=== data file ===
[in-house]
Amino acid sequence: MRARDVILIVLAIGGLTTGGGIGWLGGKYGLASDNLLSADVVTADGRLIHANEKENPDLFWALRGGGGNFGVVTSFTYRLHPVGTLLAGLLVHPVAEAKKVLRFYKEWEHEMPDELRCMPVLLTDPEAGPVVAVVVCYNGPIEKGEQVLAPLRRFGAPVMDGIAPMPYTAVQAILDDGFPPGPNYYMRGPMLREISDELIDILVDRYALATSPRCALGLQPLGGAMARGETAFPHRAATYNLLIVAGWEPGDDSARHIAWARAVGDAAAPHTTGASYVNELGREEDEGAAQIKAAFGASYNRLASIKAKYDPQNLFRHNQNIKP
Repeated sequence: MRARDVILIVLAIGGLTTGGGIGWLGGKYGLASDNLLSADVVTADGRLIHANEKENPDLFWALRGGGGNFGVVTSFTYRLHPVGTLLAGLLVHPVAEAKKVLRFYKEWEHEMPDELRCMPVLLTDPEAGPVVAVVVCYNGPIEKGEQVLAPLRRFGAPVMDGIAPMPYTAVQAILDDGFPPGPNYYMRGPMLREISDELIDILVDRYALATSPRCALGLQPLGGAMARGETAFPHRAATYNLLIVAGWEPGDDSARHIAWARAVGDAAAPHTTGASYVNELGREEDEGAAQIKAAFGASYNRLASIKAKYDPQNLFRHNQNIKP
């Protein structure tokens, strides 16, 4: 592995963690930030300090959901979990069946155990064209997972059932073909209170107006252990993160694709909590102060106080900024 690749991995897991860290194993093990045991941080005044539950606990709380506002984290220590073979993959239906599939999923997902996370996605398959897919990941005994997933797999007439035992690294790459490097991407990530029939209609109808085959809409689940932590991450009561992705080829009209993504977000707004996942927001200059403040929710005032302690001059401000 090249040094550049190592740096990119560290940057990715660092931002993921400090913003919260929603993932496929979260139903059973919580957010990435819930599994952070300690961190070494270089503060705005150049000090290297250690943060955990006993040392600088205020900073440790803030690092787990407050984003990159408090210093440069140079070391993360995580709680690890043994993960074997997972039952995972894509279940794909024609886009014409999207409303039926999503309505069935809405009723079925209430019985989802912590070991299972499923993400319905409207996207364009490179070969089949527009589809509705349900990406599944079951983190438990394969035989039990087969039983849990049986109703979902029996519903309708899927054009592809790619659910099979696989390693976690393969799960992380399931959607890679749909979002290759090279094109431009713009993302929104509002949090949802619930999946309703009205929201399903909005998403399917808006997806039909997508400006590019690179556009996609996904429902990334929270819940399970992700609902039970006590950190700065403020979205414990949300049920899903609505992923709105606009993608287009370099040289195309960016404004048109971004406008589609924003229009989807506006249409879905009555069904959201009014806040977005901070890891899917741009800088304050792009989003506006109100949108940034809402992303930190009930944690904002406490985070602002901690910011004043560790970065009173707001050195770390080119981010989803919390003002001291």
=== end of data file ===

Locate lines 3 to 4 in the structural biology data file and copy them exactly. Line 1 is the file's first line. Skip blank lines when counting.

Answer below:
Repeated sequence: MRARDVILIVLAIGGLTTGGGIGWLGGKYGLASDNLLSADVVTADGRLIHANEKENPDLFWALRGGGGNFGVVTSFTYRLHPVGTLLAGLLVHPVAEAKKVLRFYKEWEHEMPDELRCMPVLLTDPEAGPVVAVVVCYNGPIEKGEQVLAPLRRFGAPVMDGIAPMPYTAVQAILDDGFPPGPNYYMRGPMLREISDELIDILVDRYALATSPRCALGLQPLGGAMARGETAFPHRAATYNLLIVAGWEPGDDSARHIAWARAVGDAAAPHTTGASYVNELGREEDEGAAQIKAAFGASYNRLASIKAKYDPQNLFRHNQNIKP
């Protein structure tokens, strides 16, 4: 592995963690930030300090959901979990069946155990064209997972059932073909209170107006252990993160694709909590102060106080900024 690749991995897991860290194993093990045991941080005044539950606990709380506002984290220590073979993959239906599939999923997902996370996605398959897919990941005994997933797999007439035992690294790459490097991407990530029939209609109808085959809409689940932590991450009561992705080829009209993504977000707004996942927001200059403040929710005032302690001059401000 090249040094550049190592740096990119560290940057990715660092931002993921400090913003919260929603993932496929979260139903059973919580957010990435819930599994952070300690961190070494270089503060705005150049000090290297250690943060955990006993040392600088205020900073440790803030690092787990407050984003990159408090210093440069140079070391993360995580709680690890043994993960074997997972039952995972894509279940794909024609886009014409999207409303039926999503309505069935809405009723079925209430019985989802912590070991299972499923993400319905409207996207364009490179070969089949527009589809509705349900990406599944079951983190438990394969035989039990087969039983849990049986109703979902029996519903309708899927054009592809790619659910099979696989390693976690393969799960992380399931959607890679749909979002290759090279094109431009713009993302929104509002949090949802619930999946309703009205929201399903909005998403399917808006997806039909997508400006590019690179556009996609996904429902990334929270819940399970992700609902039970006590950190700065403020979205414990949300049920899903609505992923709105606009993608287009370099040289195309960016404004048109971004406008589609924003229009989807506006249409879905009555069904959201009014806040977005901070890891899917741009800088304050792009989003506006109100949108940034809402992303930190009930944690904002406490985070602002901690910011004043560790970065009173707001050195770390080119981010989803919390003002001291």